Outing, Mission Extended


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Spacewalker Rex Walheim works in the payload

bay of space shuttle Atlantis.

 


Astronauts Rex Walheim and Hans Schlegel completed the second of STS-122’s three scheduled spacewalks at 4:12 p.m. EST Wednesday. The excursion lasted six hours and 45 minutes.

The spacewalkers completed the removal of an expended Nitrogen Tank Assembly (NTA) and the installation of a new one on the P1 truss. The tank is part of the orbital outpost’s cooling system.

With the help of the station’s robotic arm, the spacewalkers moved the new NTA from its position in space shuttle Atlantis’ payload bay. They temporarily stowed it on a Crew and Equipment Translation Aid cart while they removed the expended tank. With the new NTA installed, the old tank was transferred to the orbiter’s payload bay for return to Earth.

Because they finished their primary tasks early, the spacewalkers were able to install thermal covers on the trunnion pins on the European Space Agency’s Columbus laboratory. They also inspected and adjusted the U.S. Destiny laboratory's orbital debris shields.

Mission Specialist Stanley Love will join Walheim for STS-122’s third spacewalk on Friday at 8:35 a.m. They will install two payloads on the exterior of the Columbus laboratory: SOLAR, an observatory to monitor the sun; and the European Technology Exposure Facility that will carry eight experiments requiring exposure to the space environment.

The space shuttle Mission Management Team, at the request of the International Space Station Program, has extended the STS-122 mission to 13 days. Atlantis will undock from the space station on Monday, Feb. 18, and land at 9:06 a.m. Wednesday, Feb. 20, at Kennedy Space Center, Fla.

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Spacewalkers "Camp Out" in Airlock

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STS-122 crew members in the Quest airlock

prepare for Friday's spacewalk.



The crew of space shuttle Atlantis began preparing Thursday for the third and final spacewalk of the mission. As part of the preparation, Mission Specialists Rex Walheim and Stanley Love are spending Thursday night in the International Space Station’s Quest airlock. The purpose of the “camp out” is to purge the nitrogen from their bodies before their planned exit at 8:40 a.m. EST Friday.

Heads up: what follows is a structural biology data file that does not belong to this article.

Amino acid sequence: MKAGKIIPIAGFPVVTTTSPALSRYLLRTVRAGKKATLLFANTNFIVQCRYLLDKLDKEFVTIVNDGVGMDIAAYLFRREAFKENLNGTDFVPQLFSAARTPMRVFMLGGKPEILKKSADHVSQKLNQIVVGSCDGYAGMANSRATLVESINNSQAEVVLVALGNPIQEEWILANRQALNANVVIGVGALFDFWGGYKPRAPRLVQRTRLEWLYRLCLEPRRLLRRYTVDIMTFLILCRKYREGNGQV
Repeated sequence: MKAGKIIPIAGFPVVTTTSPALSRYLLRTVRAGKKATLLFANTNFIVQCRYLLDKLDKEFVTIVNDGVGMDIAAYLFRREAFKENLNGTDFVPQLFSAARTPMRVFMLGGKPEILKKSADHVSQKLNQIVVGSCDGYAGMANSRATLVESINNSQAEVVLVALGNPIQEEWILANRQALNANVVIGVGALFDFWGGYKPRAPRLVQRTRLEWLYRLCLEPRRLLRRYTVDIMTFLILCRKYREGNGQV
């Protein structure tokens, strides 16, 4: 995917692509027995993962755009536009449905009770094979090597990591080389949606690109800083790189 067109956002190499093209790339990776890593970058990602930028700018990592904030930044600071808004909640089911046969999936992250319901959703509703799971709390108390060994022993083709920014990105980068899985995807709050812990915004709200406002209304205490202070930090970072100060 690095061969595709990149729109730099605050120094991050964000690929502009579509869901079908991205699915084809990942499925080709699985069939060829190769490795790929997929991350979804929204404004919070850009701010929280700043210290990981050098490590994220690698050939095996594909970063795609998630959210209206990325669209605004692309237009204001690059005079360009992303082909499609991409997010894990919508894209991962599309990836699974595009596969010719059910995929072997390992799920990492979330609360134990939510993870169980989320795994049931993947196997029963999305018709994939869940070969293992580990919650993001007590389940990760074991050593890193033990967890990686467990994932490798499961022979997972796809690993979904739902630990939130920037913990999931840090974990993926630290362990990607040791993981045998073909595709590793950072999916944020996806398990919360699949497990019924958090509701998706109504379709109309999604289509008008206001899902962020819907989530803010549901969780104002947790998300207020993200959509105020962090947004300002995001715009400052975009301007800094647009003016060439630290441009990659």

During the spacewalk, Walheim and Love will install two payloads on Columbus’ exterior: SOLAR, an observatory to monitor the sun; and the European Technology Exposure Facility that will carry nine experiments requiring exposure to the space environment.

The STS-122 and Expedition 16 crews also spent time Thursday outfitting racks and systems inside the European Space Agency’s Columbus laboratory, preparing the module for the scientific work ahead of it.

Thursday morning, STS-122 Commander Steve Frick, Mission Specialists Hans Schlegel and Daniel Tani, station Commander Peggy Whitson and Flight Engineers Yuri Malenchenko and Leopold Eyharts spoke with Angela Merkel, the chancellor of Germany. Schlegel, a European Space Agency astronaut, is from Germany.

Also participating were ESA Director General Jean-Jacques Dordain and former astronaut Thomas Reiter of the German Space Agency.

Atlantis is slated to land at Kennedy Space Center, Fla., Wednesday.

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Astronauts Complete Spacewalk

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Mission Specialist Stan Love holds a failed control moment gyroscope

while riding the International Space Station's robotic arm into

space shuttle Atlantis' payload bay.



Astronauts Rex Walheim and Stanley Love completed the third STS-122 spacewalk at 3:32 p.m. EST Friday. The excursion lasted seven hours and 25 minutes.

In this final scheduled spacewalk of the mission, Walheim and Love installed two payloads on the exterior of the European Space Agency’s Columbus laboratory. The first, SOLAR, is an observatory that will monitor the sun for two years. The second is the European Technology Exposure Facility, which will carry nine experiments requiring exposure to the space environment.

With Mission Specialist Leland Melvin driving the space station's robotic arm, Love carried each of the experiment packages from space shuttle Atlantis’ payload bay to Columbus where the spacewalkers installed them.

In addition, Walheim and Love – with the help of the station’s robot arm – moved a failed control moment gyroscope from its storage location on the station to the shuttle’s payload bay for return to Earth. The spacewalkers examined a small divot on a handrail near the Quest airlock to collect data on whether it could be a possible source for glove damage on recent spacewalks. They also installed handrails on Columbus.